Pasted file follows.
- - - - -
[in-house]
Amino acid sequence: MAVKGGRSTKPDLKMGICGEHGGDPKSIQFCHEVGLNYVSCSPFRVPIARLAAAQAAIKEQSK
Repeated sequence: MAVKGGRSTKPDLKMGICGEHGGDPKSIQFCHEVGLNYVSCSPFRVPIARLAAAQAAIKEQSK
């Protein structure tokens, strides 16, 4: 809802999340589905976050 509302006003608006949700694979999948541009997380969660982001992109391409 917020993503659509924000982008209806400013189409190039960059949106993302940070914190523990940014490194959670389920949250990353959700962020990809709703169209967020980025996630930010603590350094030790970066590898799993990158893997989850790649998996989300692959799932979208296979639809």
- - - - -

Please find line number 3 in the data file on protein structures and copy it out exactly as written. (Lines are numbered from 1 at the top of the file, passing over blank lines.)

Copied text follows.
Repeated sequence: MAVKGGRSTKPDLKMGICGEHGGDPKSIQFCHEVGLNYVSCSPFRVPIARLAAAQAAIKEQSK